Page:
The Short Version: Hazel Grace Lancaster, sixteen years old, has cancer. After a medical semi-miracle stopped the advance of the disease at age 14, she’s been stuck in a world of questionable futures – until she meats Augustus Waters at her Cancer Support Group. What ensues is another star-crossed love to join the ranks of the greats, both those immortalized in literature and those unknown to anyone but real people.
The Review: Okay. So I sat down to start writing this review with the tears freshly rolling down my cheeks but I couldn’t. So I went out and I took a walk around my neighborhood and I haven’t eaten dinner yet because I don’t like eating when I’m upset. And this book made me cry, man. I simultaneously want to punch John Green and hug him, mostly for the same reasons.
When people write these books – and by these books, I mean the heart-string-tuggers in general (although cancer novels are a particularly egregious subset. also Alzheimer’s books – looking at you, The Notebook) – they are often so full of platitudes and blatantly emotional grenades that are designed to make even the hardest of hearts soften… and I hate that. I hate that, so much. Language is so powerful so don’t use it to sucker punch me into feeling sad. There’s enough sadness in the world already, you know?
But then a book like this comes along – a book that is, by classification, a young adult book – and speaks so simply and truthfully and beautifully that when you’re crying at the end, it feels absolutely right. No sucker punch, no fiercely strummed chord on the heartstrings. Just love and loss and what it feels like to be a teenager. I think I was crying not because the book was sad (although it most certainly is quite, quite sad) but because it pulled off the incredible feat of making ridiculous, outrageous expressions of love seem like the most natural thing in the world. And believe me, that’s really hard to pull off in reality let alone in writing.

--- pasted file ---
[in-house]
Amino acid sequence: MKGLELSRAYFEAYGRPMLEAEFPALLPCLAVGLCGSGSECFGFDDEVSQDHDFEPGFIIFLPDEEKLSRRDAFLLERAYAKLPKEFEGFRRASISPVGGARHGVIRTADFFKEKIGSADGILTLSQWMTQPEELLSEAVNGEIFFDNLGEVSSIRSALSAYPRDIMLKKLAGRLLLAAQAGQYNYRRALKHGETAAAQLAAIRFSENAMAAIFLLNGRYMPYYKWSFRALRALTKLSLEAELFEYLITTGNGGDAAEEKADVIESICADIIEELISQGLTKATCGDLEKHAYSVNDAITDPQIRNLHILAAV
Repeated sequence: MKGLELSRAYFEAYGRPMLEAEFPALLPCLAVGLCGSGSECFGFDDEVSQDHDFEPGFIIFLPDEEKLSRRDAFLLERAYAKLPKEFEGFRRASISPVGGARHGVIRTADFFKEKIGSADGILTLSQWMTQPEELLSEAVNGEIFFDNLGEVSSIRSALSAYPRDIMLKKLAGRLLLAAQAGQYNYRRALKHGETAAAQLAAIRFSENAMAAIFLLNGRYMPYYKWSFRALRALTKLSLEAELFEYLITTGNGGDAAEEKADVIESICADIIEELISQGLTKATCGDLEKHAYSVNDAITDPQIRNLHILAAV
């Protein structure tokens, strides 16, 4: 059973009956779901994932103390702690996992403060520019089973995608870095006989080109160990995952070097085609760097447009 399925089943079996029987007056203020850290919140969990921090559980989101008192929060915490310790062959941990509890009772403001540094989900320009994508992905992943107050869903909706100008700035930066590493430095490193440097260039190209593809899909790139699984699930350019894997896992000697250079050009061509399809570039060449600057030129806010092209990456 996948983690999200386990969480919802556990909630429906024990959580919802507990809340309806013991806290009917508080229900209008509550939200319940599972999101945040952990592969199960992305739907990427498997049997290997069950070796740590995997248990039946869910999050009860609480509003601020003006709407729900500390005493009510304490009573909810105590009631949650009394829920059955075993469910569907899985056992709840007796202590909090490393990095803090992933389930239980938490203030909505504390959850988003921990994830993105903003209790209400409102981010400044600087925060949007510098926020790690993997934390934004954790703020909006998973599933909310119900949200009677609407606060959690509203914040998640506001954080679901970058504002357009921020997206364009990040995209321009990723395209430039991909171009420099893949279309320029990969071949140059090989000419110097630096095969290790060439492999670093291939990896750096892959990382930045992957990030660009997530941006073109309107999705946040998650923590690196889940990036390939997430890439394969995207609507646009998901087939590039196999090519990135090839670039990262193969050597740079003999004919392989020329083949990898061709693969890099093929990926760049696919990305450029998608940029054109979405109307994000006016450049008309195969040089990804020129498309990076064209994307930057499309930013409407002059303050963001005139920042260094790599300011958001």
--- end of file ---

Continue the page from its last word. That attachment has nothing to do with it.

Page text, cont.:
But, okay, the book itself. First off, bravo to Mr. Green for putting Big Serious Issues of Existentialism and Life & Death into a book that’s going to fall into the hands of the people who need it most: kids. If adults aren’t forcing kids to read the same boring “great works”, they’re restricting what they can choose to read because of ideas “too mature”. And then the few books that manage to slip through those various nets are Twilight. Or The Hunger Games. Now, don’t get me wrong – I loved the entire Hunger Games trilogy. But only the third book deals with anything remotely resembling the Big Issues in a serious way. Sure, kids die in the first two and that’s a hypothetically horrifying thing… but let me ask you, how many of you were actually horrified? I sat in a movie theater on opening night and heard an entire auditorium cheer when a kid was killed. Doesn’t matter that he was a “bad guy” – he was still a kid. Seems like people didn’t learn the lesson Ms. Collins wanted to get across. But I digress: the reason this book is Important and deals with the Big Issues in such a beautiful way is that death happens. Death is a very real thing, here. Hazel knows she is just marking time and she is 16 years old. Watching her, a teenager who just wants to be a teenager, have to say to her parents that she wants to make sure they’re okay when she’s gone is…. actually horrifying. In the sense that such a thing is downright impossible to conceive until you’re faced with it.